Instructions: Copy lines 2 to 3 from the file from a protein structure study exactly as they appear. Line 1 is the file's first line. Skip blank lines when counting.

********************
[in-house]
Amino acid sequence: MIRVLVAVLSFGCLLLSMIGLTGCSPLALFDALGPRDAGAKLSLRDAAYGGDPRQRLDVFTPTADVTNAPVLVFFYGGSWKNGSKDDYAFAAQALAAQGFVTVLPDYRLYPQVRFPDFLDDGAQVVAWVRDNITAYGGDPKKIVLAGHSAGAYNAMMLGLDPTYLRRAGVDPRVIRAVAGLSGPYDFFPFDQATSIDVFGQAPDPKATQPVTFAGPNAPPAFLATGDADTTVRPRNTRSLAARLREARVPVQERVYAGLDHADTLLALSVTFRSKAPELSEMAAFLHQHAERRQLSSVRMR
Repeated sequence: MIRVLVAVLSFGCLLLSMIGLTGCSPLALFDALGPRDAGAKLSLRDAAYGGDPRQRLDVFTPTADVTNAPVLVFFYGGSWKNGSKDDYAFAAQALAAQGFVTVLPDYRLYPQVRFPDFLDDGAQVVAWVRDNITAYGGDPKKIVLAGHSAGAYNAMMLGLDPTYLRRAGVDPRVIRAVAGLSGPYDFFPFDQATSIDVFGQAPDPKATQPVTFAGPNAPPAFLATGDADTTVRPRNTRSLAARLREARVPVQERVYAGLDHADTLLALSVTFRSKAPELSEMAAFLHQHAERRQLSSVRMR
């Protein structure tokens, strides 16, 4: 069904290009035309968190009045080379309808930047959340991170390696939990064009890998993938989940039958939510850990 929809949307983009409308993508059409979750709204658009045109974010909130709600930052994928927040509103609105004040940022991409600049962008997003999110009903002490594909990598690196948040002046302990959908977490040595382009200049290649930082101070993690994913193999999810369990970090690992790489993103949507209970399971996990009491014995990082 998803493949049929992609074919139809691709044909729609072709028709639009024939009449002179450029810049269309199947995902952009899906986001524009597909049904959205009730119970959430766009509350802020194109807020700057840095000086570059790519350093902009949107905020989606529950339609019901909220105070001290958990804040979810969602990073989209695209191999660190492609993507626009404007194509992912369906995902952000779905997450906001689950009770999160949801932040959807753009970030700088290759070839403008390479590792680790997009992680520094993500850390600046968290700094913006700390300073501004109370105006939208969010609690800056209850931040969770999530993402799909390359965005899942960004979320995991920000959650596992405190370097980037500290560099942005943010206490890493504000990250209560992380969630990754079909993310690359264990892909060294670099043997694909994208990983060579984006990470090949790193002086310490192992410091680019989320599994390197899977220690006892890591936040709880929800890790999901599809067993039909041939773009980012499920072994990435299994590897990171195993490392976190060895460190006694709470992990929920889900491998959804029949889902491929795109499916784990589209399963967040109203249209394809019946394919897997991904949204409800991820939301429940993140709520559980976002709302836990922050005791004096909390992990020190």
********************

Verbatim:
Amino acid sequence: MIRVLVAVLSFGCLLLSMIGLTGCSPLALFDALGPRDAGAKLSLRDAAYGGDPRQRLDVFTPTADVTNAPVLVFFYGGSWKNGSKDDYAFAAQALAAQGFVTVLPDYRLYPQVRFPDFLDDGAQVVAWVRDNITAYGGDPKKIVLAGHSAGAYNAMMLGLDPTYLRRAGVDPRVIRAVAGLSGPYDFFPFDQATSIDVFGQAPDPKATQPVTFAGPNAPPAFLATGDADTTVRPRNTRSLAARLREARVPVQERVYAGLDHADTLLALSVTFRSKAPELSEMAAFLHQHAERRQLSSVRMR
Repeated sequence: MIRVLVAVLSFGCLLLSMIGLTGCSPLALFDALGPRDAGAKLSLRDAAYGGDPRQRLDVFTPTADVTNAPVLVFFYGGSWKNGSKDDYAFAAQALAAQGFVTVLPDYRLYPQVRFPDFLDDGAQVVAWVRDNITAYGGDPKKIVLAGHSAGAYNAMMLGLDPTYLRRAGVDPRVIRAVAGLSGPYDFFPFDQATSIDVFGQAPDPKATQPVTFAGPNAPPAFLATGDADTTVRPRNTRSLAARLREARVPVQERVYAGLDHADTLLALSVTFRSKAPELSEMAAFLHQHAERRQLSSVRMR